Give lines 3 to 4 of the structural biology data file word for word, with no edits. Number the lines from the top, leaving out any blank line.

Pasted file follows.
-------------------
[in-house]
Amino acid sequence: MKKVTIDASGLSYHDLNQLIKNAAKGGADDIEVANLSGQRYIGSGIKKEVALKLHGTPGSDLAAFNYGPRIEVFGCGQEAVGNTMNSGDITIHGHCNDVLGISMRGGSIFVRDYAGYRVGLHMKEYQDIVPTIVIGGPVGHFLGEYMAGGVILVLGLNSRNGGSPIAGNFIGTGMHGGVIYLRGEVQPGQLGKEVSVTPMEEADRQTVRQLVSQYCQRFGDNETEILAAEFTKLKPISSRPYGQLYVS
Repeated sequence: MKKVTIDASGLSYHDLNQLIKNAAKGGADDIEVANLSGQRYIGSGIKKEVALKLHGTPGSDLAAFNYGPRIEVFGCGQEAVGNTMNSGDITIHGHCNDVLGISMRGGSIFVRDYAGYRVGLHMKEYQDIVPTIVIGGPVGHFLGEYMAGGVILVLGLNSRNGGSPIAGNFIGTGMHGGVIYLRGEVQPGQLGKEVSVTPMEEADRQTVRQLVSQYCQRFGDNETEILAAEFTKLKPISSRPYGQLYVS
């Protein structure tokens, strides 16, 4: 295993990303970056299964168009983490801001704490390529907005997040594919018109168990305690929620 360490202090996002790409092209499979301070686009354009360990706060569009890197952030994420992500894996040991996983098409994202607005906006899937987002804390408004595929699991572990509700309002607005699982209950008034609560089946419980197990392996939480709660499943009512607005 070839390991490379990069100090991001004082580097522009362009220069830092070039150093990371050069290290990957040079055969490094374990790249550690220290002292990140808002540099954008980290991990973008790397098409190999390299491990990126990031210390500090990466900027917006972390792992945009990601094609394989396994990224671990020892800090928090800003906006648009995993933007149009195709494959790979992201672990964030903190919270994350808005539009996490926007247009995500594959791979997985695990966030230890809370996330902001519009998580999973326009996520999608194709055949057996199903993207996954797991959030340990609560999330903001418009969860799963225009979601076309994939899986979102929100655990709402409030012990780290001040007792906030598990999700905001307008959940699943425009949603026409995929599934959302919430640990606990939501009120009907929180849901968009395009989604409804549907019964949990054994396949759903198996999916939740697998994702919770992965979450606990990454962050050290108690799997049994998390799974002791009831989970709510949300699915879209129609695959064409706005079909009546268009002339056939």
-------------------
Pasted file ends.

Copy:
Repeated sequence: MKKVTIDASGLSYHDLNQLIKNAAKGGADDIEVANLSGQRYIGSGIKKEVALKLHGTPGSDLAAFNYGPRIEVFGCGQEAVGNTMNSGDITIHGHCNDVLGISMRGGSIFVRDYAGYRVGLHMKEYQDIVPTIVIGGPVGHFLGEYMAGGVILVLGLNSRNGGSPIAGNFIGTGMHGGVIYLRGEVQPGQLGKEVSVTPMEEADRQTVRQLVSQYCQRFGDNETEILAAEFTKLKPISSRPYGQLYVS
């Protein structure tokens, strides 16, 4: 295993990303970056299964168009983490801001704490390529907005997040594919018109168990305690929620 360490202090996002790409092209499979301070686009354009360990706060569009890197952030994420992500894996040991996983098409994202607005906006899937987002804390408004595929699991572990509700309002607005699982209950008034609560089946419980197990392996939480709660499943009512607005 070839390991490379990069100090991001004082580097522009362009220069830092070039150093990371050069290290990957040079055969490094374990790249550690220290002292990140808002540099954008980290991990973008790397098409190999390299491990990126990031210390500090990466900027917006972390792992945009990601094609394989396994990224671990020892800090928090800003906006648009995993933007149009195709494959790979992201672990964030903190919270994350808005539009996490926007247009995500594959791979997985695990966030230890809370996330902001519009998580999973326009996520999608194709055949057996199903993207996954797991959030340990609560999330903001418009969860799963225009979601076309994939899986979102929100655990709402409030012990780290001040007792906030598990999700905001307008959940699943425009949603026409995929599934959302919430640990606990939501009120009907929180849901968009395009989604409804549907019964949990054994396949759903198996999916939740697998994702919770992965979450606990990454962050050290108690799997049994998390799974002791009831989970709510949300699915879209129609695959064409706005079909009546268009002339056939």